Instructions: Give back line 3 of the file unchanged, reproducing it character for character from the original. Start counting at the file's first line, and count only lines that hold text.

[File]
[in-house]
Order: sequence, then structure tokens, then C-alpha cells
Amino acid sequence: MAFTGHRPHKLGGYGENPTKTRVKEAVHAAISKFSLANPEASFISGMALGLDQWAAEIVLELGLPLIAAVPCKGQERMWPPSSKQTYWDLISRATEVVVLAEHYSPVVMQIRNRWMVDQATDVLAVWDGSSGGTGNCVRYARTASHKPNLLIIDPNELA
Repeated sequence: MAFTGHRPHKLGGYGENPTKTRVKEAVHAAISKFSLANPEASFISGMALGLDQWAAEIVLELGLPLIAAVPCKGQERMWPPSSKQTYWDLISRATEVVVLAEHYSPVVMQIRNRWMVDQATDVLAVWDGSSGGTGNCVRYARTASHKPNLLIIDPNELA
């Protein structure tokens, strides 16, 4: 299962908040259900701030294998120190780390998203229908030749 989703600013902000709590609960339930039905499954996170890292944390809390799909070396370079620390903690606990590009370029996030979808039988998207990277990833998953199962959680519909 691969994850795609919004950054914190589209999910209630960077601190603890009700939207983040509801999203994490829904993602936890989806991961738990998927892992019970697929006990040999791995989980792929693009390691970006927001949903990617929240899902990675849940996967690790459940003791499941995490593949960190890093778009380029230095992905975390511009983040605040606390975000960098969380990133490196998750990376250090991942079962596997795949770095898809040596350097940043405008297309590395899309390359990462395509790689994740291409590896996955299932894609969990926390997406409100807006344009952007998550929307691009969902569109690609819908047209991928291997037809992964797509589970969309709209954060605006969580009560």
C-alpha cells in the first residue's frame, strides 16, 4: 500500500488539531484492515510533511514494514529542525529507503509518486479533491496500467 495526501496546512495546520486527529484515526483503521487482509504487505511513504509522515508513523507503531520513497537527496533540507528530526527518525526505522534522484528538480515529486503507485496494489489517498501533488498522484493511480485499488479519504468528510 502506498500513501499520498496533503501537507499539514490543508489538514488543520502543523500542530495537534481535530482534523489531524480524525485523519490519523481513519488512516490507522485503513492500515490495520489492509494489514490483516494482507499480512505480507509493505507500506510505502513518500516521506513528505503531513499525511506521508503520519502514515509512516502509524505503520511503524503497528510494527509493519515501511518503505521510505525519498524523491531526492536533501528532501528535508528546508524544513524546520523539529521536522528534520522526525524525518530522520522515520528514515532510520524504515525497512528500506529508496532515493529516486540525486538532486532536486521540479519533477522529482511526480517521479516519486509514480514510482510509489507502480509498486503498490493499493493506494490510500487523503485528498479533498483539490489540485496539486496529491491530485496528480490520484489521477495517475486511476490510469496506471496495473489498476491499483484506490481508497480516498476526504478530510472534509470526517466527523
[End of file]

Amino acid sequence: MAFTGHRPHKLGGYGENPTKTRVKEAVHAAISKFSLANPEASFISGMALGLDQWAAEIVLELGLPLIAAVPCKGQERMWPPSSKQTYWDLISRATEVVVLAEHYSPVVMQIRNRWMVDQATDVLAVWDGSSGGTGNCVRYARTASHKPNLLIIDPNELA